At the time, Janson was in her 20s and five years younger than her lover. That's worth noting because, let's face it, it's usually the young ones who are especially receptive to the charms of a powerful boss and who often underestimate the professional and emotional fallout when these hush-hush romances go south. Jessica Wakeman, a 25-year-old Manhattan-based blogger, says that while she interned at a prominent magazine, she struck up a friendship with one of its editors. For over a year, she was his special project. He pored over her writing, spent precious time giving her detailed feedback. "When you're young, you don't know that many successful people in your field, so when someone older starts paying attention to you, it makes you feel special," Wakeman says. She knew he liked her, and she enjoyed the bragging rights. "It felt great to name-drop with my friends that I was hanging out with this editor at a big magazine." One night, after her internship had ended, he invited her over to watch movies. By the end of the night, they were in bed. Pretty soon, she was smitten and regularly sleeping at his place.

When she scored a full-time gig working in a different department at the magazine, Wakeman says she was ecstatic. But her mentor-turned-lover chafed at the idea. Usually warm and friendly, he barely acknowledged her presence during the day. When she confessed that she was in love with him, he promptly broke things off. Wakeman was devastated. "I thought I was adult enough to handle it, but all he saw in me was a younger woman who graduated from NYU a year earlier," she says. "If I was delusional about anything, it was that we were peers." Wakeman took a job at another publication a short time later.

Did her editor take advantage of Wakeman's naïveté? Perhaps, but officially it doesn't count as sexual harassment. Current law bans sex-for-favors and behavior that creates an "intimidating" workplace. (In other words, you can't promise your assistant a raise for a little boardroom nookie or plaster your cube walls with naked pictures of Robert Pattinson.) But the law is decidedly murky when it comes to likelier scenarios these days, like the fresh-out-of-college office naïf who welcomes the advances of an older, horny boss. Take 23-year-old Ava Smith, who began working at a small New York nonprofit shortly after graduation. At first, she was grateful for the attention lavished upon her by her boss. Though he was 20 years older, they clicked instantly. Smith wasn't troubled by his frequent invitations to grab beers after work, nor was she suspicious when he invited her out for the occasional dinner. It was on one of these outings that he confessed to being infatuated with her. "I guess I was flattered," she recalls. "But I was also really scared because I didn't know how to respond." Though she had reservations, she nonetheless went along with an affair. He was a big shot at work, smart and worldly, and he was interested in her.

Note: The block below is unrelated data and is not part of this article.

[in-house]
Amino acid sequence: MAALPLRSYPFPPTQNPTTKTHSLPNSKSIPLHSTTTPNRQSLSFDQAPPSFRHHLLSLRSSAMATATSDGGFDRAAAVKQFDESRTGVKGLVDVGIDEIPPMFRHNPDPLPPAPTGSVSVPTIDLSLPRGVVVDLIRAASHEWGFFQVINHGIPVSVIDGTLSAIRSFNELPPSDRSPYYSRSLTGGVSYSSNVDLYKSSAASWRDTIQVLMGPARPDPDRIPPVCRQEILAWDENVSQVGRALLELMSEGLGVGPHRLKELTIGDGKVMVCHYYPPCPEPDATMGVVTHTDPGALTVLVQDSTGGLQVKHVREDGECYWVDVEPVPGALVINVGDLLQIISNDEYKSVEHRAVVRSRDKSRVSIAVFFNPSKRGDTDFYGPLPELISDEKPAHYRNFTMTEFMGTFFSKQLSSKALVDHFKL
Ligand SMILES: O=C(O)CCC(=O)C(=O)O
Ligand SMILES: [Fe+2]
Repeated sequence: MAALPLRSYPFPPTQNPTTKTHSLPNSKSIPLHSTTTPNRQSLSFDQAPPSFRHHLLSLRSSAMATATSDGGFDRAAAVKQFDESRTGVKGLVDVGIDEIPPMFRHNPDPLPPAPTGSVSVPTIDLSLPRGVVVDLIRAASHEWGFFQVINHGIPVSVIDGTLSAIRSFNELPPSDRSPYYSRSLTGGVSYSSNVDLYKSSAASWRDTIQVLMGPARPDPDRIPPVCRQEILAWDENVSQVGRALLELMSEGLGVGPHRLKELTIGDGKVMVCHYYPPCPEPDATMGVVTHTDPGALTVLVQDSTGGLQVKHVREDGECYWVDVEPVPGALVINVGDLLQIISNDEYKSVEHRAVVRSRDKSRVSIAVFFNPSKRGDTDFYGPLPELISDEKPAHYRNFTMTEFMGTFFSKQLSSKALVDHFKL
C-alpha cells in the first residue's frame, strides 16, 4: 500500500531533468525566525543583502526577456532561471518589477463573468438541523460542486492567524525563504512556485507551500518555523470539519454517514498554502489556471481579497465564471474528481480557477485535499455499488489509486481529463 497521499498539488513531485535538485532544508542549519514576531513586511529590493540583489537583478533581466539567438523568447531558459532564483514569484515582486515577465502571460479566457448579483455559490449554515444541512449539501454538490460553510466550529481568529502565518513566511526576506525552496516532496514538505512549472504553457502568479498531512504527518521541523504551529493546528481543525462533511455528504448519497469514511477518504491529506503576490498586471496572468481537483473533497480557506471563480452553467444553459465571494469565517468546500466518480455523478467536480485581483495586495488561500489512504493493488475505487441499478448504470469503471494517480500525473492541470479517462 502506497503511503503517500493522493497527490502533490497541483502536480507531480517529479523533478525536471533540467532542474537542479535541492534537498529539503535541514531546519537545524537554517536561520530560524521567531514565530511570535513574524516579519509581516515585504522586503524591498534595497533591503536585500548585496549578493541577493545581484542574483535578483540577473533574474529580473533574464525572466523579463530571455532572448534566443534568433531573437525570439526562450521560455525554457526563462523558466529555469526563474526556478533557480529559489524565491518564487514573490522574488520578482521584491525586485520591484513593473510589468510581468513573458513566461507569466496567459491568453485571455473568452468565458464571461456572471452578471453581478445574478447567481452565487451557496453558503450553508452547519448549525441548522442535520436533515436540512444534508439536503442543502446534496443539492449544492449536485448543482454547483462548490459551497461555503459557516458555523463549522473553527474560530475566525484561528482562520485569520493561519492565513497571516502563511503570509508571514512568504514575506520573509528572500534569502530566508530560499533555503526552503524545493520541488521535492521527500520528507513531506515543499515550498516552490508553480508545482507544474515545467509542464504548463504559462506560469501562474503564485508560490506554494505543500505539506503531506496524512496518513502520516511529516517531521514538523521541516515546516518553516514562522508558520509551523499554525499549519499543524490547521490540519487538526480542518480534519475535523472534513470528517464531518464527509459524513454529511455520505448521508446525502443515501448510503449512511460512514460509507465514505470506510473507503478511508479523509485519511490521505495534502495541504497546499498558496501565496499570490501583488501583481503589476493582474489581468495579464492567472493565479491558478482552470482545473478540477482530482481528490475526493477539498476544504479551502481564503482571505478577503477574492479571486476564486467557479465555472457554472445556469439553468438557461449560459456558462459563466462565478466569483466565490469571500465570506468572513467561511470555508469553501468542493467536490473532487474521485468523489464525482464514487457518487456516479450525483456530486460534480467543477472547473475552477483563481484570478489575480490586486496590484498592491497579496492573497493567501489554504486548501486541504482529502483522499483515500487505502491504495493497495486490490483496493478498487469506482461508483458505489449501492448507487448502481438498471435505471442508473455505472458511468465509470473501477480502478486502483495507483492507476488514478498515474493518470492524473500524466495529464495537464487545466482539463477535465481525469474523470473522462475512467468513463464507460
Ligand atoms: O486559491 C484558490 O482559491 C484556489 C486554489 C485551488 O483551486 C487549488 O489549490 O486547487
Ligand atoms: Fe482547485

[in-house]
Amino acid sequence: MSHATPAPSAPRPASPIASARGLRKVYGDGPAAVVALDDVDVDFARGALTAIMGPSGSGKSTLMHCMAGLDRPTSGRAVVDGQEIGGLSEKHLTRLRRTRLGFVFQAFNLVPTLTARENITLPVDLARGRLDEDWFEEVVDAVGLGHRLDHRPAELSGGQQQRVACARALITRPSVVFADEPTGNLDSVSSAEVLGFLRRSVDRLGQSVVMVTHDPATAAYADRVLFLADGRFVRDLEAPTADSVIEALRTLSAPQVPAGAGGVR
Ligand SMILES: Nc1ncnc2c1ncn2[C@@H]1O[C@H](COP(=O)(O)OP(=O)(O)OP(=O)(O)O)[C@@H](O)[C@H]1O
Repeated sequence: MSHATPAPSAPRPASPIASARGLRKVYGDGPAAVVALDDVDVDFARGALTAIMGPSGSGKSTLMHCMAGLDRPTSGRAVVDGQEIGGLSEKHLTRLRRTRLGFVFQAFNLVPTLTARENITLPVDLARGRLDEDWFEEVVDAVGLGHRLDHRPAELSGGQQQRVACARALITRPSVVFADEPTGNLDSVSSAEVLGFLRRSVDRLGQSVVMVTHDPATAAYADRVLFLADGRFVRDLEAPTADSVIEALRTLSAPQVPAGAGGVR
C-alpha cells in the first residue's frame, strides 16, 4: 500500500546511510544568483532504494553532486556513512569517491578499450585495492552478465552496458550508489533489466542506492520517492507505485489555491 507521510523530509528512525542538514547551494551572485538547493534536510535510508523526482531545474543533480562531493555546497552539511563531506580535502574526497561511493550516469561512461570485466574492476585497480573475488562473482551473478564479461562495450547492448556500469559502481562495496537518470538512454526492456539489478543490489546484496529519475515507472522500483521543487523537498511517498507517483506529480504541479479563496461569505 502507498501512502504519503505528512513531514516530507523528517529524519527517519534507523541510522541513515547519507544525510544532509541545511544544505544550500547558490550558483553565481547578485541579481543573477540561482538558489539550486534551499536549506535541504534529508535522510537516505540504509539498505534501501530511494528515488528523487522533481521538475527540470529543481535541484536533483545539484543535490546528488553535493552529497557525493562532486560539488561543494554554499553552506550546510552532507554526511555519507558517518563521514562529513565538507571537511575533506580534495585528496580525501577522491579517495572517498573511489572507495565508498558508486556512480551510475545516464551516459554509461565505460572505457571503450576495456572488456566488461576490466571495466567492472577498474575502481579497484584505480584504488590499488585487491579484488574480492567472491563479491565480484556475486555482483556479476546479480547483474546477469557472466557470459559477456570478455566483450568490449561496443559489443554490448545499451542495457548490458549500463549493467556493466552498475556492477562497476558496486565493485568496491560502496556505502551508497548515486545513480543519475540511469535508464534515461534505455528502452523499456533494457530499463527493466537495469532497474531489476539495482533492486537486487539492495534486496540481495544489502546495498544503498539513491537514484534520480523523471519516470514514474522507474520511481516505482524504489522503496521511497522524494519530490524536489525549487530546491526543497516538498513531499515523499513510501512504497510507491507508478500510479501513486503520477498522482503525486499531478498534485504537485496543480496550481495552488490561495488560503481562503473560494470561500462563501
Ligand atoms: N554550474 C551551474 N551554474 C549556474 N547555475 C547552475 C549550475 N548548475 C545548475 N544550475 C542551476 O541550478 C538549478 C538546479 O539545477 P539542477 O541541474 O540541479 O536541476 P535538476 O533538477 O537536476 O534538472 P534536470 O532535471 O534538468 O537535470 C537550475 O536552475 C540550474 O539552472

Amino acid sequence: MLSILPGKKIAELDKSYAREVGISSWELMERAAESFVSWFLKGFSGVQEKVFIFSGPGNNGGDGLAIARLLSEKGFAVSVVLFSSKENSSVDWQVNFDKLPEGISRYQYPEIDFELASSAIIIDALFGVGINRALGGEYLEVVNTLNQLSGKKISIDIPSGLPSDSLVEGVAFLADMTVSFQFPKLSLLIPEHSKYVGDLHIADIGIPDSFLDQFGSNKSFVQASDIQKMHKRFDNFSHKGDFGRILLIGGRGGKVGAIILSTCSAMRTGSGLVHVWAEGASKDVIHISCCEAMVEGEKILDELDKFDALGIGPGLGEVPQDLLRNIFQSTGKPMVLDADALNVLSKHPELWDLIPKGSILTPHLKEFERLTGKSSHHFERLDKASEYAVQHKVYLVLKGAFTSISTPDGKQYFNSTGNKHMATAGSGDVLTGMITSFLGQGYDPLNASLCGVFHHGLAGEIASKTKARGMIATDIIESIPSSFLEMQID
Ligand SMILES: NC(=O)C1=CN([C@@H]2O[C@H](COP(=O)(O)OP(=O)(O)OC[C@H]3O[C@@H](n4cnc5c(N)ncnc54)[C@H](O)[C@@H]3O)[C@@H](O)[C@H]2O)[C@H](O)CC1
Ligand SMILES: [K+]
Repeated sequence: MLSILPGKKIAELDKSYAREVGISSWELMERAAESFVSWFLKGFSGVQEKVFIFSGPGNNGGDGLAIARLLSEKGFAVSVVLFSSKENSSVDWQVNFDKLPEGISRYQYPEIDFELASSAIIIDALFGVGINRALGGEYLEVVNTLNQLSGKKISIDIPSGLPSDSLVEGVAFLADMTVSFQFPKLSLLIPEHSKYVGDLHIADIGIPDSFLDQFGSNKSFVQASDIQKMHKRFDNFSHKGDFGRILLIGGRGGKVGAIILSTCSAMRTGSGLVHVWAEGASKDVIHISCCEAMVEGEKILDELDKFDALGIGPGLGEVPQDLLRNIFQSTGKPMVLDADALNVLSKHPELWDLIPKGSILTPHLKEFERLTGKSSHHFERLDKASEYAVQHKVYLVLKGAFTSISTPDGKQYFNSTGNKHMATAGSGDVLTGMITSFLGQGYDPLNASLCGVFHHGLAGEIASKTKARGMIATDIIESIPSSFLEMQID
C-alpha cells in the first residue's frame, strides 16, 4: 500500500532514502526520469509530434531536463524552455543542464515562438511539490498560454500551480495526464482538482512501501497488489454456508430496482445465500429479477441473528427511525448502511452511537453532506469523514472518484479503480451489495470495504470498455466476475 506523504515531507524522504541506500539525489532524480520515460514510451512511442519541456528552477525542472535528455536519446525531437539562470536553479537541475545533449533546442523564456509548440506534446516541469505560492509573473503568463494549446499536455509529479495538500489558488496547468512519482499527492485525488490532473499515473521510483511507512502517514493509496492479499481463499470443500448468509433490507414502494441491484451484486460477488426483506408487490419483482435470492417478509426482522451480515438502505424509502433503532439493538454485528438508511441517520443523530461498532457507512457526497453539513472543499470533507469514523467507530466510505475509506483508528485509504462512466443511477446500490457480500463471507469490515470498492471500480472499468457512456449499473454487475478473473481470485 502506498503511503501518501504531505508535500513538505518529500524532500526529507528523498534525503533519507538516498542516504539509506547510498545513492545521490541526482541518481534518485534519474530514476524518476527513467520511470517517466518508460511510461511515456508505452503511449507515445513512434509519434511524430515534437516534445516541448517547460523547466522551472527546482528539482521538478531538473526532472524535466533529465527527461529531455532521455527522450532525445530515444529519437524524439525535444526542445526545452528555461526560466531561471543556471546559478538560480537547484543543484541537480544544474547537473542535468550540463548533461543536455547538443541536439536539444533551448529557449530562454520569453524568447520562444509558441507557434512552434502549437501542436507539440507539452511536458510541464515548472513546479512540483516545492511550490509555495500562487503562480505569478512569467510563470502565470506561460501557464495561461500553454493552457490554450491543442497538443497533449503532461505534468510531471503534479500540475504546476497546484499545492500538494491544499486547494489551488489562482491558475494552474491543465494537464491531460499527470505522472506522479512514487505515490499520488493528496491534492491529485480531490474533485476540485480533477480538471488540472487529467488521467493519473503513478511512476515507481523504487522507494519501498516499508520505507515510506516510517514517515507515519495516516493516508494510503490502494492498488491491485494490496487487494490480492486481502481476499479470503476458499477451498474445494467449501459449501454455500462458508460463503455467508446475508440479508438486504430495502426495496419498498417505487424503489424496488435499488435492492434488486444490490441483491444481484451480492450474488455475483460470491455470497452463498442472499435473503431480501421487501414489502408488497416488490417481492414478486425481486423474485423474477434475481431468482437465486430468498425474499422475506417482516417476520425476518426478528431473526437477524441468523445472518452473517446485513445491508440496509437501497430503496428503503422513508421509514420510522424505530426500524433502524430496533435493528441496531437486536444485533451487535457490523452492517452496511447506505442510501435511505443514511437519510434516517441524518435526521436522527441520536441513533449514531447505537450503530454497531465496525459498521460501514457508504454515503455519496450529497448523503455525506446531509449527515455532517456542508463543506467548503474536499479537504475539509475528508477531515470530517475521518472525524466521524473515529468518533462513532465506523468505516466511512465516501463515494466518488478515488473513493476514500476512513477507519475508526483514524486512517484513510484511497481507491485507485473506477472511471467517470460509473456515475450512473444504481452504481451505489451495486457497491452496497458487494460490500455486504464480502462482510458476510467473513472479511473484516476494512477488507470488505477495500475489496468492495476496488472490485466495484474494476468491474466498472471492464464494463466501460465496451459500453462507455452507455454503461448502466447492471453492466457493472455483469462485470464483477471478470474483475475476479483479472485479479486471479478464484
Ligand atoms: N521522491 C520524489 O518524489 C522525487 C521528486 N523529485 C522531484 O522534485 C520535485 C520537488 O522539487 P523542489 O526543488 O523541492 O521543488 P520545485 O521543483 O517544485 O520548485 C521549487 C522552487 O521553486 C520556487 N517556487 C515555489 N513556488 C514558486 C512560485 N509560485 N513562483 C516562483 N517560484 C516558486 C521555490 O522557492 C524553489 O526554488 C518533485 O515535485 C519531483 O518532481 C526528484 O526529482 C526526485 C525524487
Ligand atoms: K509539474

But things quickly got weird. Soon, he was furtively grabbing her ass in the office. Sometimes he'd pull her into the back room and coax her into having sex with him. Then he began taking her to hotels in the middle of the day. She knew their relationship had become unhealthy — a distraction for her, a near-obsession for him — but says she didn't want to compromise her job by putting an end to things. "I just felt that I couldn't get out of it because he was my boss. He was like a puppeteer and I was the puppet, and he was just pulling the strings. I felt like I didn't have a say in anything," Smith says. Beset by anxiety, she began seeing a therapist who helped her realize she was being sexually harassed. Though she never filed a complaint, she left the job soon after and now works at a different nonprofit.

Still, despite the outcome — her former boss still texts and e-mails her — Smith accepts some responsibility for the role she played in the relationship. She relished the attention and enjoyed an "adrenaline rush" from their secret outings, she admits. "I'm not going to act like I was a helpless victim, although a part of me thinks I was," she explains, then pauses for a bit. "It didn't hurt me professionally. But I guess I was lucky."